Taking a quick glance at recent consumer data PYMNTS has gathered, seems the answer for either of those questions being a resounding yes is far from a sure thing. Consumers are certainly bored at this point, and they miss many of their old activities. According to the most recent survey, 53 percent of all consumers report they are just plain bored, 75 percent miss eating in restaurants, 59 percent miss going to sporting events and participating in other leisure activities, and 57 percent report they miss going to the store to buy things.

And while that might sound like it augurs well for the Mall of America’s reopening, it is interesting to note the contrast between what consumers miss doing, and what they say will actually motivate them to get out and about in the world again. Consumers may miss going to stores, but only 4 percent reported missing it so much it is the primary reason they are hoping to get out and about again. And that data trend has been reflected in the actual behavior of consumers in states where early reopening has been attempted — consumers, even when presented with the option to venture forth once more, seem to mostly be taking a pass, leaving restaurants and retailers empty and wondering when those customers will return.

That is bad news for malls in general — but Mall of America has a separate issue entirely. It is not just retail, it is a destination location that draws consumers who travel from all over America not just to shop at the mall, but to have the whole mega-mall experience. And unlike shopping, our recent data shows that consumers don’t actually miss domestic travel all that much. Less than half, (44 percent) are hoping to resume domestic travel anytime soon. On the upside it is still a better result than international travel got — only 18 percent of consumers found that even remotely appealing.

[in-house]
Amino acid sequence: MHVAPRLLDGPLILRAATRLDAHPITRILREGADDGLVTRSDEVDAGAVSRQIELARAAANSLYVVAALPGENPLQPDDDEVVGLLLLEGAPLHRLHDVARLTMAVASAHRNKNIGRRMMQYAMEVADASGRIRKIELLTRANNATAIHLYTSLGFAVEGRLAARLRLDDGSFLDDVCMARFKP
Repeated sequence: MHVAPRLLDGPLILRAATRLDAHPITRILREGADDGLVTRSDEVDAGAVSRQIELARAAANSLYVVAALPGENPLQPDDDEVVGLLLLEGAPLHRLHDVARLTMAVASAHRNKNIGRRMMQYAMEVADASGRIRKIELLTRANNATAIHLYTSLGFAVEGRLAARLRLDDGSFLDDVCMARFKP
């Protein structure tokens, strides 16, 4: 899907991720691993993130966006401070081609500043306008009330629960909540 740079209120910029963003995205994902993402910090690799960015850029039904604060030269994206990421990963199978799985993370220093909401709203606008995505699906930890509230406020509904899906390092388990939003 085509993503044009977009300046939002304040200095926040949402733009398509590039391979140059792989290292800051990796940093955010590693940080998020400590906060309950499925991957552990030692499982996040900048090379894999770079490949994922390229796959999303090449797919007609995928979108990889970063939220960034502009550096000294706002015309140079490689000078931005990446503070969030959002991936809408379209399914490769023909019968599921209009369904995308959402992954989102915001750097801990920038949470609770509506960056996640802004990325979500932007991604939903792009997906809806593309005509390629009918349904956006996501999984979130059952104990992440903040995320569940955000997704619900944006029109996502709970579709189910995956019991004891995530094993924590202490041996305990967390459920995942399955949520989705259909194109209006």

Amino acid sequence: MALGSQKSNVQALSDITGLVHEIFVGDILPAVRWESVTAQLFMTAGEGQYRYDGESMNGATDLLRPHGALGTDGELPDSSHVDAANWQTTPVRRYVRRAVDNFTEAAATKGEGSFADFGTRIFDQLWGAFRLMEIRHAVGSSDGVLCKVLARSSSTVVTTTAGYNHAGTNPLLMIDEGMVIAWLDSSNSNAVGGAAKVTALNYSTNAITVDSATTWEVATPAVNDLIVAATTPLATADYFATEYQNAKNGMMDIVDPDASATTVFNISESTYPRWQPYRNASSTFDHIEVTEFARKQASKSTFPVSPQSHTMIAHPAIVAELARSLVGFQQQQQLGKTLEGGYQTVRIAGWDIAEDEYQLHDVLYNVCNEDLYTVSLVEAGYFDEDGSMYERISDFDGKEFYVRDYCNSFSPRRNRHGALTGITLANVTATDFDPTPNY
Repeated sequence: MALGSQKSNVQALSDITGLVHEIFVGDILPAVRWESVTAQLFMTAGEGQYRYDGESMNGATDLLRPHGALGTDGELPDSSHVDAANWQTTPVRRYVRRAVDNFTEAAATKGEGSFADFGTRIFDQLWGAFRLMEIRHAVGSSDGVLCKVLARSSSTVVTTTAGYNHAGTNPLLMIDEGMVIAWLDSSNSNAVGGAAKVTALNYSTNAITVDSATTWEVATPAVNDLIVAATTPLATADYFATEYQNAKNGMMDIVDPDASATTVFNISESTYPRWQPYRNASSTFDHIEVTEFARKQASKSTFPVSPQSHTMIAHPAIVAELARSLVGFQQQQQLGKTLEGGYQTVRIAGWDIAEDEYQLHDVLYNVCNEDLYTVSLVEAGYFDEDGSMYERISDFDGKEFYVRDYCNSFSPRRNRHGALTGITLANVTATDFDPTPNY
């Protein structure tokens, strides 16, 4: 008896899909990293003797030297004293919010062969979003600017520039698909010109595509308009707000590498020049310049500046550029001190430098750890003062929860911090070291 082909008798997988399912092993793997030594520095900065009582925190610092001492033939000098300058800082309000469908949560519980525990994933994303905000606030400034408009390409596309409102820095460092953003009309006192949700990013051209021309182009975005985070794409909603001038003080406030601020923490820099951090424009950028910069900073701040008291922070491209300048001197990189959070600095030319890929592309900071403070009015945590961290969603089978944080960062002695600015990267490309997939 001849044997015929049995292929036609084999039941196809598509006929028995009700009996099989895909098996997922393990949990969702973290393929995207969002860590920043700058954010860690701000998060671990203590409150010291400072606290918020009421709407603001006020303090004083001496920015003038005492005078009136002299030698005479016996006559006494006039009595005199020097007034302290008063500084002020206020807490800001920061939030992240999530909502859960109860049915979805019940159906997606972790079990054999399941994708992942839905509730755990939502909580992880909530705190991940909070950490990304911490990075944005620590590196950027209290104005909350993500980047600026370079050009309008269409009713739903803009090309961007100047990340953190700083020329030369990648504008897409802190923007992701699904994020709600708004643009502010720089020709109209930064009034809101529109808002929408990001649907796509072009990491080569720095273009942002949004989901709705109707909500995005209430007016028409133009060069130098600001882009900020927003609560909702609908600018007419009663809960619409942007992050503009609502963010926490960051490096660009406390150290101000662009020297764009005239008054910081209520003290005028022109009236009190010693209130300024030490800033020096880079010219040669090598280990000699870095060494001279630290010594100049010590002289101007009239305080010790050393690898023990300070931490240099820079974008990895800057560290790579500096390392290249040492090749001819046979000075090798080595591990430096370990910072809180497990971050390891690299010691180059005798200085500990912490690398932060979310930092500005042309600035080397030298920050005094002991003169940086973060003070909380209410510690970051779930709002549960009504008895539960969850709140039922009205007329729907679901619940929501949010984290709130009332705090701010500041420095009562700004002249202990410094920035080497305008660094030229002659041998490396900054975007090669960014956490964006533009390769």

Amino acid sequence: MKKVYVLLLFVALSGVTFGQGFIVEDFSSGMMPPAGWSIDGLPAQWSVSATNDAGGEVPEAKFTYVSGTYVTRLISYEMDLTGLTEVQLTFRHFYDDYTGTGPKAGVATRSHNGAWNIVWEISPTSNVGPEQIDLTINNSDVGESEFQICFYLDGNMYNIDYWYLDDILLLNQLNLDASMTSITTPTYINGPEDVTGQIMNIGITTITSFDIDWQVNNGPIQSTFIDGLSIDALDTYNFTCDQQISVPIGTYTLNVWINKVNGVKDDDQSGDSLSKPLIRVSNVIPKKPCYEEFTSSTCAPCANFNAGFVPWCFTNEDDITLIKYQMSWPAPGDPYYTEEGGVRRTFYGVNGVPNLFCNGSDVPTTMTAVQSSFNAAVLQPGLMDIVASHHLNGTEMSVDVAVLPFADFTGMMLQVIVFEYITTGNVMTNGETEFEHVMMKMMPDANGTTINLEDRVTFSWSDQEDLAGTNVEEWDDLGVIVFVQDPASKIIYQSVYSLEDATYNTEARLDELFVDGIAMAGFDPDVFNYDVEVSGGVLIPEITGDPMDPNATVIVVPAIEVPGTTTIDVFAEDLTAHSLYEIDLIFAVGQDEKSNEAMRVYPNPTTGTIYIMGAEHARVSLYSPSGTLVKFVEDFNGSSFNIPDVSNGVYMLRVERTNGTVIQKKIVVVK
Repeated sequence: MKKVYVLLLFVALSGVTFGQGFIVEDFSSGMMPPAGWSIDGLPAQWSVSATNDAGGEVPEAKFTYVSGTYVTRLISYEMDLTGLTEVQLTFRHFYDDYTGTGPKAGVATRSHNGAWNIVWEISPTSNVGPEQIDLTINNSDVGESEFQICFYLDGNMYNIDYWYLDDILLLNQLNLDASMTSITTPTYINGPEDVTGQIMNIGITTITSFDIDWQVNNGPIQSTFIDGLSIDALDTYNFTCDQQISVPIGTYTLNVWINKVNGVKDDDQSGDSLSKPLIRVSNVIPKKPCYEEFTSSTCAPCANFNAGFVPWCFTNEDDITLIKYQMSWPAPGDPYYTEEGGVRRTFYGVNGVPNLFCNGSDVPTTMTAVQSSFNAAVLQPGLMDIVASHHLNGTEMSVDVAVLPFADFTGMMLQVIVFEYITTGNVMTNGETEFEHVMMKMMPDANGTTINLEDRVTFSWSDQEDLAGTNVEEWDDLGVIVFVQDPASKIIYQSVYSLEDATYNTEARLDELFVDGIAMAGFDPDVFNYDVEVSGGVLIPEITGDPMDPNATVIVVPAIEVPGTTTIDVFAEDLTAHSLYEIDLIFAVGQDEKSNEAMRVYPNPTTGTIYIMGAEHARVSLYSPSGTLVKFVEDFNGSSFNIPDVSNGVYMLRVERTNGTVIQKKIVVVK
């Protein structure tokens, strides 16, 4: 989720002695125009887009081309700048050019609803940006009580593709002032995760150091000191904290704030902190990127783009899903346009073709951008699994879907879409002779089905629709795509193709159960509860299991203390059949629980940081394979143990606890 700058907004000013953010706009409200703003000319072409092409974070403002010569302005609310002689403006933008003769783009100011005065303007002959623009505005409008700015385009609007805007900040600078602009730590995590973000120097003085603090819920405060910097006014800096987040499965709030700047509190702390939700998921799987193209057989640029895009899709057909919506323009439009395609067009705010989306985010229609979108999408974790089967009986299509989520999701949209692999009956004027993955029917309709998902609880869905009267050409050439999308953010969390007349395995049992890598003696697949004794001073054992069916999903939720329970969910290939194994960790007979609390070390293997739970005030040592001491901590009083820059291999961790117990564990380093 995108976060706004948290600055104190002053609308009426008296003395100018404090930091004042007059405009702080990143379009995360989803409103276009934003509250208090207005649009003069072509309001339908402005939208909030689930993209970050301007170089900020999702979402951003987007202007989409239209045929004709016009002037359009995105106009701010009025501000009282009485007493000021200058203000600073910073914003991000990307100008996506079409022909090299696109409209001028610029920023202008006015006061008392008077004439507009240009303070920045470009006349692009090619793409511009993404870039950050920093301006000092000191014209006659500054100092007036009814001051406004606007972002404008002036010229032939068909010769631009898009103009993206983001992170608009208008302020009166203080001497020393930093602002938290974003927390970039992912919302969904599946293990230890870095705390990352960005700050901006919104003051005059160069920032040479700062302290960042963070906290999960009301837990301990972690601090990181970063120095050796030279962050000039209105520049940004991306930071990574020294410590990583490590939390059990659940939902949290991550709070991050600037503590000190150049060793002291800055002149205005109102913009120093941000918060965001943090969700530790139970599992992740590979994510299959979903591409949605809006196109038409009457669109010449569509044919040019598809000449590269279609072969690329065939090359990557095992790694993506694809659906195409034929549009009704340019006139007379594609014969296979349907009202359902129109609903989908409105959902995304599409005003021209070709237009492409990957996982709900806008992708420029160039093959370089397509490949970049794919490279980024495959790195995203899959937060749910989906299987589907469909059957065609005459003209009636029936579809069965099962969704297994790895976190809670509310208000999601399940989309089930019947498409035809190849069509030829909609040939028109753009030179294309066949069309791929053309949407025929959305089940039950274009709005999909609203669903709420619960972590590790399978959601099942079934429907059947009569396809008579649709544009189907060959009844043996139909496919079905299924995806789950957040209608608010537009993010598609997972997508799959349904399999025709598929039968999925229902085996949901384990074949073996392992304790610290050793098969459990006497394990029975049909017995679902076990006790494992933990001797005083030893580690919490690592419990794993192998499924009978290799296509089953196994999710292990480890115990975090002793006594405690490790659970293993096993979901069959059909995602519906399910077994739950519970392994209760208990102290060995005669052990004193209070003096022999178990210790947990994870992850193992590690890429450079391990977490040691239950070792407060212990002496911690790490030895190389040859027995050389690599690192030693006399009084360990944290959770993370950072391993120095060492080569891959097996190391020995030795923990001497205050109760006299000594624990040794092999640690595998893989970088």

But the Mall of America’s business model relies on the tourist component — there are over 50 hotels within 10 miles and several directly in the structure itself. And at present most of the attractions that set it apart as a destination to draw visitors remain closed, with no clear guidance as yet on when they are going to open. The reopened mall might attract some particularly dedicated locals, but it is hard to imagine consumers who are by and large tepid on travel making the pilgrimage to a destination mall with no special features and an incomplete roster of shops operational.

And even when more of those features are up and running — as presumably some will be in the next few weeks — it remains unclear how big a difference that will make. While much has changed in the eight weeks of consumer studies PYMNTS has done, one thing remains steadfastly true. To go back to true normal, and begin resuming all the activities they say they miss doing, the vast majority of consumers are holding out for a vaccine to get them comfortable getting back to their normal routines in the physical world.

A vaccine that even the most optimistic of experts doesn’t forecast will be ready for over a year.

The Mall of America may in fact be ready to get back to business at least in some ways in two weeks. But we suspect it might take Americans quite a bit longer to get interested in going back to the mall, if they ever do again.